A delay in approval from the Federal Deposit Insurance Corp (FDIC), the Treasury Department and Federal Reserve has left CIT in financial limbo, and potentially on the road to bankruptcy, as of Tuesday.
According to published reports, CIT has not been granted approval in its application for the FDIC Temporary Liquidity Guarantee Program, and faces a $10 billion funding gap in the year to March 31, 2010.
CIT recently converted last year to a bank holding company, but has lost close to $3.3 billion since the end of 2007. Monday, Moody’s Investors Service cut CIT’s senior unsecured credit rating to ‘B3’ from ‘Ba2’, and Standard & Poor followed close behind with a downgrade to ‘CCC+’ from ‘BB-‘.
CIT just closed a $954 million TALF-eligible equipment lease securitization on June 9, the first by CIT, as well as the first TALF-eligible small ticket equipment lease deal. The group has completed 16 term equipment securitizations since 2000, of which nine were backed solely by collateral from its U.S. Vendor Finance business.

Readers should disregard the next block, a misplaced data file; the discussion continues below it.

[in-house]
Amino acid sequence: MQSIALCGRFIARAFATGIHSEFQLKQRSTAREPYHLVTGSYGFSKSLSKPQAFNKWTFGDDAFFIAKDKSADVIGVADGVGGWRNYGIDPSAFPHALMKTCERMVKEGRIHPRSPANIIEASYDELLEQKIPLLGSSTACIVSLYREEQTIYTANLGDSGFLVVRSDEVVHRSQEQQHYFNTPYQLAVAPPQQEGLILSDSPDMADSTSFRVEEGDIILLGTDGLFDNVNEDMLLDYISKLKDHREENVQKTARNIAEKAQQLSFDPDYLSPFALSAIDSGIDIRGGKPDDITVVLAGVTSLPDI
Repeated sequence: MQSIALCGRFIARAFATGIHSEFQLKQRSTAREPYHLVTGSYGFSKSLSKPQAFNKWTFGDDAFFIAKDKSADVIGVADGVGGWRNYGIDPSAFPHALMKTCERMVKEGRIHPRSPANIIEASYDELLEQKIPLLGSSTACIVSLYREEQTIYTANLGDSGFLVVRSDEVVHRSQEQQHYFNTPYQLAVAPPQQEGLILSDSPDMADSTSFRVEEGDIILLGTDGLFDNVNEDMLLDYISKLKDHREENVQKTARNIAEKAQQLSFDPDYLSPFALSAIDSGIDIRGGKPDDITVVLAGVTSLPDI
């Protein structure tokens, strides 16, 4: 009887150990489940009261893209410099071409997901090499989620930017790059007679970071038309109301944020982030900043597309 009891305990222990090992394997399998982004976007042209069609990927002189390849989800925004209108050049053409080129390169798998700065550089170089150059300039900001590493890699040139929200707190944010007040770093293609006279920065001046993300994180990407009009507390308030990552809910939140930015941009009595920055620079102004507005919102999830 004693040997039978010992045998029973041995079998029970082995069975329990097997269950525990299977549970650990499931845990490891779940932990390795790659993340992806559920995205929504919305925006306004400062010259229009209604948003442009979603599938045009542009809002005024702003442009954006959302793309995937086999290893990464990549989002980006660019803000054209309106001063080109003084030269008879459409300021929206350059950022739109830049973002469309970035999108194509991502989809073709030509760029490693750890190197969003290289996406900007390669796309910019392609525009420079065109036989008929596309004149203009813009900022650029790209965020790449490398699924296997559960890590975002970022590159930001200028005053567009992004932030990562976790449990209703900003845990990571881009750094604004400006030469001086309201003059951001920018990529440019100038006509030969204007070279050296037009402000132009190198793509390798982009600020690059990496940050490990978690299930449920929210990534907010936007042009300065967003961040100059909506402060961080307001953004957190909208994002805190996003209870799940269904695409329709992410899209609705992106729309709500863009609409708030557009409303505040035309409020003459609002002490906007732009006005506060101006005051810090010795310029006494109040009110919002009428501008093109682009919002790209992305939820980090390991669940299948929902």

The FDIC is wary of granting CIT access to its debt program partially because it is dissatisfied with the collateral presented by the group, an anonymous source told Reuters yesterday. The FDIC would have to absorb any losses that result from CIT, and would have to regain that money by taxing the bank industry, as the debt guarantee program does not rely on taxpayer money.
Reports say that CIT has hired Skadden, Arps, Slate, Meagher and Flom to look into the possibility of filing for bankruptcy, but there has been no filing as of yet, according to The Wall Street Journal. This has been confirmed by a CIT spokesman who declined to elaborate.
Treasury Secretary Timothy Geithner has expressed confidence in government dealings with CIT, as the Treasury and Fed continue to explore relief options.